Tuesday, 4 August 2009

That Prince Edward Island Paper

Sharon Brown has kindly agreed that I may publish the article, to which I referred in an earlier post, about the Prince Edward Island paper.

I have copied it from the Summer 2009 number of 'Beaversprite', but the way it has come out in my pdf file is rather different from the original appearance of the piece. However, the content should be the same.

Dam Controversy

Can a Flawed Report
Harm Beavers in
Canada and Scotland?

Photo courtesy of Paul Ramsay.
Salmon cross beaver dams via small breaches, such as the overflow to the left. Another shot of this dam on an angling group’s press release did not show the overflow and the caption read, “No way through for the salmon…"

“Today is the official reintroduction of beavers at Knapdale [Scotland],” Paul Ramsay announced during a May 28th phone call. Eleven beavers were finally released to the
wild that day after a six-year campaign to restore the keystone species to Scotland.

Soon after Ramsay’s celebratory call, BWW learned that a Scottish angling group was still fighting the beaver release trial, using a new report that was commissioned by a fishermen’s group in Canada. A controversial new report that blames beaver dams for the decline of Atlantic salmon in the eastern Canadian province of Prince Edward Island (P.E.I) is making ripples across the Atlantic. In Scotland, the Salmon and Trout Association has used “A
Conservation Strategy for Atlantic Salmon in Prince Edward Island ” by Daryl Guignion to lobby against the re-introduction of wild beavers.

Yet fisheries biologists say Guignion’s drastic recommendations — that trappers remove beavers entirely from ten river systems on Prince Edward Island (P.E.I) and maintain “beaver-free ” zones in many others — lack scientific credibility.

Fisheries biologists say
that Guignion’s drastic
beaver recommendations
lack scientific credibility.

If Guignion’s beaver management strategy is being considered on P.E.I, as a few sources report, this may be due to his popularity as an island environmentalist, and a retired professor with 40 years at the University of Prince Edward Island, rather than the merit of those recommendations. Fisheries biologist Michael Pollock of the U.S.National Oceanic and Atmospheric Administration (NOAA) said, “No disrespect to the author, but I found it [the report] to be mostly anecdotal and speculative, with little science to back up the statements that were made in regard to the impact of beaver on Atlantic salmon populations. Further, I
believe there is scientific evidence that suggests beaver ponds are beneficial to juvenile Atlantic salmon. Overall, I did not find the report credible enough to warrant a review.... ”

Fisheries biologist Jake Jacobson, who is Watershed Steward for Snohomish County, WA, said, “The Guignion report statements do not seem to be science based . . . Beaver have not been shown to negatively influence salmon stock abundance in any science report I ’ve seen.

”Funding for this report ($44,500) came from the Atlantic Salmon Conservation Foundation (a nonprofit that was given control of a multimillion dollar endowment by the Canadian government in 2007), and the P.E.I. Council of the Atlantic Salmon Federation commissioned it. Guignion did only eight months of fieldwork for the report, and calls his effort a “ challenge to amalgamate much of knowledge pieced together by oral history, treasured colleagues, priceless documents and community leaders and cover hundreds of kilometers…”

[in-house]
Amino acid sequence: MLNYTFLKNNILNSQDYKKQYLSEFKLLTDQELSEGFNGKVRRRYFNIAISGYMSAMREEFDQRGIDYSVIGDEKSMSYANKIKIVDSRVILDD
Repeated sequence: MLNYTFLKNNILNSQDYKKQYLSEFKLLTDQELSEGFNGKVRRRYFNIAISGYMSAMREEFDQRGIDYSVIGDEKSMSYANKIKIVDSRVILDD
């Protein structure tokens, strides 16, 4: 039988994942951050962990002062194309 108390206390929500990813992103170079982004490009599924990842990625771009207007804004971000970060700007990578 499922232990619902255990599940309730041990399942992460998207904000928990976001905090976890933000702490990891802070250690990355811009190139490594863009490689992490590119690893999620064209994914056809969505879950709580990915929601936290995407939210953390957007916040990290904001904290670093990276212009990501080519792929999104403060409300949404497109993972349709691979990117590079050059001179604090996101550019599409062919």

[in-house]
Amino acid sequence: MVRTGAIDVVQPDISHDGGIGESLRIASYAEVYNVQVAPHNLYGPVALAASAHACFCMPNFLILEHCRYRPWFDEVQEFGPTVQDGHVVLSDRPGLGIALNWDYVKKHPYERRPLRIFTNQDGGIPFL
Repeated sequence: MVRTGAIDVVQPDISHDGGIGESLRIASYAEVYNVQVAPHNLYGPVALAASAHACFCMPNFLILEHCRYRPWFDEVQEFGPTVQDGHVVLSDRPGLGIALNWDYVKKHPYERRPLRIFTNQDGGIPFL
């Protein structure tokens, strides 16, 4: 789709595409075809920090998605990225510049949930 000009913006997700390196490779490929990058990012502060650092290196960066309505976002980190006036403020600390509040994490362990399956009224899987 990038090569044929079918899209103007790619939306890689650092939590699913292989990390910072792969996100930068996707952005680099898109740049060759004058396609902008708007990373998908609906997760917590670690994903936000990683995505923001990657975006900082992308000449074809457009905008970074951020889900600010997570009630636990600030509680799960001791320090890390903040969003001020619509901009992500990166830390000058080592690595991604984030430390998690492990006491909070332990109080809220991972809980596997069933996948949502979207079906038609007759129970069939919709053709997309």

Although the report includes five tables with results of surveys of redds (salmon nests) and juvenile salmon on P.E.I. rivers, it contains no data about any effects of beaver dams upon Atlantic salmon migration. Guignion claims, “…beaver dams frequently block [fish] movement upstream (3.2.3), ” with a reference to substantiate this from an earlier section.

Continued on p. 5

Salmon/Dam, Continued from p. 4 of his paper.

That section contains personal observations, such as witnessing dead salmon entangled in beaver dams — although salmon dying from any cause upstream may well wind up at a dam.

To shore up his claim that blockage of the salmon’s migration by beaver dams is a major factor in the decline of P.E.I.’s salmon, Guignion quotes from Lindsay Foster ’s report on a 2005 pilot project in one county — although this was not a peer-reviewed study either. Biologist Duncan Halley of the Norwegian Institute for Nature Research, a leading international center for aquatic research, said, “If the Guignion report has any merit, it should be published in a reputable peer-reviewed scientific journal. Otherwise it is an opinion. ”

BWW asked Guignion whether any of his report’s references, besides the Foster project, indicate that beaver dams impact salmon, but he had no answer. When asked why he didn’t publish his paper in a peer-reviewed journal, he replied, “The material was there and I was asked to do it by the ASF [Atlantic Salmon Federation]. ”

King of fish

The Atlantic salmon has been called the “king of fish ” and many organizations are concerned about its shrinking populations. Because these salmon often spend two years at sea, they are vulnerable to commercial fishing and ocean pollution. According to a 2007 report from the North Atlantic Salmon Conservation Organization (NASCO), the salmon’s marine mortality may have doubled since the 1970s. In June of 2009 NASCO reported that of 18 concerned countries only Ireland “ fully subscribes to best practices in fisheries management. ”

Many other factors have contributed to this salmon’s decline during the part of its life spent in freshwater. These include sedimentation—farm runoff loaded with silt can suffocate salmon eggs, pollution—P.E.I. has had several pesticide related fish kills, involving thousands of fish, over-extraction of

“... it’s very rare to have complete blockage of an entire river system [by beaver dams] for the span of the season.”

water from streams, and over-fishing. Guignion recommends “a province wide no kill, barbless hook, catch and release policy for salmon at least for the next five years ” along with several other suggestions that appear helpful.

Good leapers

Atlantic salmon are good leapers, according to Richard Cunjak, a leader of the Canadian Rivers Institute at the University of New Brunswick. He explained that the fish’s scientific name, Salmo salar, attests to this ability because “salar ” means ‘the leaper. ”

“Although a beaver dam can be an obstacle for salmon, ” Dr. Cunjak said, “ dams are not a complete obstacle in most situations. Usually beaver dams are broken by high water in the spring and are no problem for the smolt [young salmon migrating to the sea]. In the fall there can be more problems with dams, but most salmon are able to surmount them if there’s a bit of a breach in the dam, or they go around the ends. ” [The photo on page 4 shows water flowing over a breach, which salmon might use to cross the dam.] “ They scoot through breaches or use